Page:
Earlier this spring, the EPSCoR/IDeA Foundation Board elected Prakash Nagarkatti as the new board chair for a term of two years. Through this prestigious new role, Nagarkatti will have the unique opportunity to help promote and steer national programs that support research in U.S. states and territories that have historically received less federal research and development funding.
The Established Program to Stimulate Competitive Research, or EPSCoR program, was formed in 1979 by the National Science Foundation (NSF) in response to concern over the uneven distribution of federal research and development grants. Following World War II, federally funded research grew dramatically but only a small number of states benefited from the infusion of resources. EPSCoR was designed to mitigate this unevenness and invest in ambitious researchers to cultivate the talent that originates in every state. It grew over the years, and now includes five federal agencies: NSF, Department of Energy (DOE), the U.S. Department of Agriculture (USDA), the National Aeronautics and Space Administration (NASA) and the Department of Defense (DOD).
I have seen first-hand the major, positive impact that the EPSCoR and IDeA programs have on our research community throughout my time in South Carolina.
EPSCoR was followed in 1993 by a similar program for biomedical sciences, the Institutional Development Award Program, known as IDeA, which was created by the National Institutes of Health (NIH). Both the EPSCoR and IDeA programs aim to reduce funding disparities by offering competitive, merit-based programs designed to enhance the science, engineering and other technology capabilities of states like South Carolina that have historically been less competitive in the research and development arena. Since the establishment of the EPSCoR/IDeA programs, the funding has increased steadily from a few million dollars to ~$700 million dollars through bipartisan support in Congress over the years.
The EPSCoR/IDeA Foundation (EIF), created in 1995, supports the EPSCoR and IDeA missions by working to increase awareness, visibility and participation of the EPSCoR/IDeA states in the nation’s scientific and technological enterprise.
As a strong proponent of EPSCoR/IDeA programs in South Carolina, Dr. Prakash Nagarkatti has actively supported both programs for years, even hosting the NSF EPSCoR National Conference in Columbia, SC, in 2019. Through this work, Nagarkatti has earned a reputation as an excellent advocate for these vital federal programs, positioning him well to lead the EIF Board in the coming years. He currently serves as a Principal Investigator on both NSF EPSCoR and NIH IDeA-funded research centers. Dr. Nagarkatti also played a key role in changing the NSF eligibility criteria for states so that South Carolina remained EPSCoR eligible.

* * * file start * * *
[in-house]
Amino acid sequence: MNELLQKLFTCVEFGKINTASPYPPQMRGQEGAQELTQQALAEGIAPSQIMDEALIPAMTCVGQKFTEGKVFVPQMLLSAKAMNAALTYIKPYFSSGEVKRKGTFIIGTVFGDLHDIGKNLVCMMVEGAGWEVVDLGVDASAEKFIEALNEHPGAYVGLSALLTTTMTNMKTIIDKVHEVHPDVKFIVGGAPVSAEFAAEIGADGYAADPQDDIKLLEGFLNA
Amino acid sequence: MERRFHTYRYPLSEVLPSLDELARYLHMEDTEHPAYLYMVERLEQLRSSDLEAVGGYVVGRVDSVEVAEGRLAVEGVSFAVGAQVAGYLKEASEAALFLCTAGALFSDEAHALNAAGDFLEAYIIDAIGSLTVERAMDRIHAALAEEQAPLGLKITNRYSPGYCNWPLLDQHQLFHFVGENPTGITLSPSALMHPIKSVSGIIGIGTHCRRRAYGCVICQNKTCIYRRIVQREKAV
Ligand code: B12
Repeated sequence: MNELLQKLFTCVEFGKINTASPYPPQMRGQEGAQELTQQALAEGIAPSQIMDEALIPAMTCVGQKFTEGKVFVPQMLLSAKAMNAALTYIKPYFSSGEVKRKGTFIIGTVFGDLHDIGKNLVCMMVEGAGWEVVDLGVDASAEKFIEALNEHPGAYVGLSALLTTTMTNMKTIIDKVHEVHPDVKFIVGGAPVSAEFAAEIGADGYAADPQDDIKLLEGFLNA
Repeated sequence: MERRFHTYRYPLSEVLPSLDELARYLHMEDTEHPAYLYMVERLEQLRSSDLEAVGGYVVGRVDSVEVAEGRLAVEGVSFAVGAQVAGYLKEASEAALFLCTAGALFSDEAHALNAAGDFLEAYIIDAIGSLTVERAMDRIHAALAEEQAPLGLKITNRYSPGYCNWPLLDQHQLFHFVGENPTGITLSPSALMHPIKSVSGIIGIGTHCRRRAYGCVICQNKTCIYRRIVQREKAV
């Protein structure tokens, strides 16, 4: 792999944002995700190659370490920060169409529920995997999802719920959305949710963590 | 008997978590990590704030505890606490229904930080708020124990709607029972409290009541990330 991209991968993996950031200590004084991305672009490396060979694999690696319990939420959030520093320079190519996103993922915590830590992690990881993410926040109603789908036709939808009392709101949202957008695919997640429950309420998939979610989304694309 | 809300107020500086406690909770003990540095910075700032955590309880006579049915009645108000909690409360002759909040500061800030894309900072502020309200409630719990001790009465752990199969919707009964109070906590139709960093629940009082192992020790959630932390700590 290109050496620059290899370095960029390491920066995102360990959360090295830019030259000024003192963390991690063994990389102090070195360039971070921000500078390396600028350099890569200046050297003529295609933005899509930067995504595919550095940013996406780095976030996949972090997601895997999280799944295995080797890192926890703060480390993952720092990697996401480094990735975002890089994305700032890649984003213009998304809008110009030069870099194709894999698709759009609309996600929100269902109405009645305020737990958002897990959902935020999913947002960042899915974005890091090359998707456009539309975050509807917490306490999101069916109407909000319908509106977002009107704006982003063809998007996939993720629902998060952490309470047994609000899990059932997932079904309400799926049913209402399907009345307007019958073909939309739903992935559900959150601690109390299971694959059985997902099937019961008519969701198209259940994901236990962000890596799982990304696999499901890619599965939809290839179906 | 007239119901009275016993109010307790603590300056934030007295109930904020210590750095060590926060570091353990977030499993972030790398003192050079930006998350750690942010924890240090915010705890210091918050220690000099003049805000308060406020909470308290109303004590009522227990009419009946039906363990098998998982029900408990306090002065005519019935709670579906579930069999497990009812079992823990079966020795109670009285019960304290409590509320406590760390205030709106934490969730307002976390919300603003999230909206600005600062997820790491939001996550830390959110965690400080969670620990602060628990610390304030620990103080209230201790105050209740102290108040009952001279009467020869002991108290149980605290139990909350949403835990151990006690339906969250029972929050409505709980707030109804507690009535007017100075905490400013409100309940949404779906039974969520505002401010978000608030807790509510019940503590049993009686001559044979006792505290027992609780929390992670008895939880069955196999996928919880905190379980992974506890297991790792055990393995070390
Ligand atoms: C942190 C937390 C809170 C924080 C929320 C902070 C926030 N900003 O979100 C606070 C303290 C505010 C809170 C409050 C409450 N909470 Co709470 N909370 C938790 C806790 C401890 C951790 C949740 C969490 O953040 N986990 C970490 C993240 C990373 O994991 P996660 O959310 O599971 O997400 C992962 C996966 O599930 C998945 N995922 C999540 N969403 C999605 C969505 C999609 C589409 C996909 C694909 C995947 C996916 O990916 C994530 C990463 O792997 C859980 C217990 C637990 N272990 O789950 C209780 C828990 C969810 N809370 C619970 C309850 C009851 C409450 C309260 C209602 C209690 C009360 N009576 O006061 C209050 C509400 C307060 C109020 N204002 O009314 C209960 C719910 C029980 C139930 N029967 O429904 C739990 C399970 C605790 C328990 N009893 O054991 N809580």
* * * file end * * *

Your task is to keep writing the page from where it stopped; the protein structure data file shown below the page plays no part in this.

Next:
“I have seen first-hand the major, positive impact that the EPSCoR and IDeA programs have on our research community throughout my time in South Carolina,” Dr. Nagarkatti said. “I came to advocate for these important federal programs through my experiences leading EPSCoR grant projects, coordinating with our EPSCoR and IDeA teams as they work to train the next generation of scientists and getting to know the outstanding federal agency administrators who make these benefits possible. So, it is a great honor to have the opportunity to become even more deeply involved in making sure that other scholars get the most they can out of the EPSCoR and IDeA programs. I look forward to the challenge.”
EPSCoR/IDeA Foundation Executive Director Jessica Molesworth echoed Nagarkatti’s comments, saying, “Dr. Nagarkatti has a deep understanding of the EPSCoR/IDeA programs we support, and of the research communities that these vital programs help to expand through targeted investment. I can’t wait to see how Dr. Nagarkatti pushes our organization forward and helps us to reach more people in EPSCoR and IDeA jurisdictions to enhance innovation in every corner of the U.S.”
7 May 2021